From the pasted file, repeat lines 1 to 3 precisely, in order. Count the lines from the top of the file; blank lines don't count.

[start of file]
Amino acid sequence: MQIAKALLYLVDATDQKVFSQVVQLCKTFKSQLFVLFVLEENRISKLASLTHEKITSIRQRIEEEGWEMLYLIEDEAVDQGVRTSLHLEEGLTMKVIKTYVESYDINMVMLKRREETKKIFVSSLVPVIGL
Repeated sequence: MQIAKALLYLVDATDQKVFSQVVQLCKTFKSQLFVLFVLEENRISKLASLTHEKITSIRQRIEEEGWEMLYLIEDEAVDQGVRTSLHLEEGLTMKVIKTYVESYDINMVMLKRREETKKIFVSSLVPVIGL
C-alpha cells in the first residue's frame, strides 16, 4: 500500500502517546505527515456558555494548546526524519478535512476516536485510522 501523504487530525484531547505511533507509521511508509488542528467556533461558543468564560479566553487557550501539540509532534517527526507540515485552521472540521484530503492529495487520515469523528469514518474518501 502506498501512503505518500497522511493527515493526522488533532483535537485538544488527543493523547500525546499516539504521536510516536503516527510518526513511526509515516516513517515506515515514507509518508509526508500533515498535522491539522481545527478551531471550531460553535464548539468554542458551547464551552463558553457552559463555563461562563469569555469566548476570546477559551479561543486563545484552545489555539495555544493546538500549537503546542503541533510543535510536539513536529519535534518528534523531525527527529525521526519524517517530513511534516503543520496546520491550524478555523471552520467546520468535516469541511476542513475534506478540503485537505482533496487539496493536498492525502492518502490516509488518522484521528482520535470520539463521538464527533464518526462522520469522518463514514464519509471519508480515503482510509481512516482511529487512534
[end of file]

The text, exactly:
Amino acid sequence: MQIAKALLYLVDATDQKVFSQVVQLCKTFKSQLFVLFVLEENRISKLASLTHEKITSIRQRIEEEGWEMLYLIEDEAVDQGVRTSLHLEEGLTMKVIKTYVESYDINMVMLKRREETKKIFVSSLVPVIGL
Repeated sequence: MQIAKALLYLVDATDQKVFSQVVQLCKTFKSQLFVLFVLEENRISKLASLTHEKITSIRQRIEEEGWEMLYLIEDEAVDQGVRTSLHLEEGLTMKVIKTYVESYDINMVMLKRREETKKIFVSSLVPVIGL
C-alpha cells in the first residue's frame, strides 16, 4: 500500500502517546505527515456558555494548546526524519478535512476516536485510522 501523504487530525484531547505511533507509521511508509488542528467556533461558543468564560479566553487557550501539540509532534517527526507540515485552521472540521484530503492529495487520515469523528469514518474518501 502506498501512503505518500497522511493527515493526522488533532483535537485538544488527543493523547500525546499516539504521536510516536503516527510518526513511526509515516516513517515506515515514507509518508509526508500533515498535522491539522481545527478551531471550531460553535464548539468554542458551547464551552463558553457552559463555563461562563469569555469566548476570546477559551479561543486563545484552545489555539495555544493546538500549537503546542503541533510543535510536539513536529519535534518528534523531525527527529525521526519524517517530513511534516503543520496546520491550524478555523471552520467546520468535516469541511476542513475534506478540503485537505482533496487539496493536498492525502492518502490516509488518522484521528482520535470520539463521538464527533464518526462522520469522518463514514464519509471519508480515503482510509481512516482511529487512534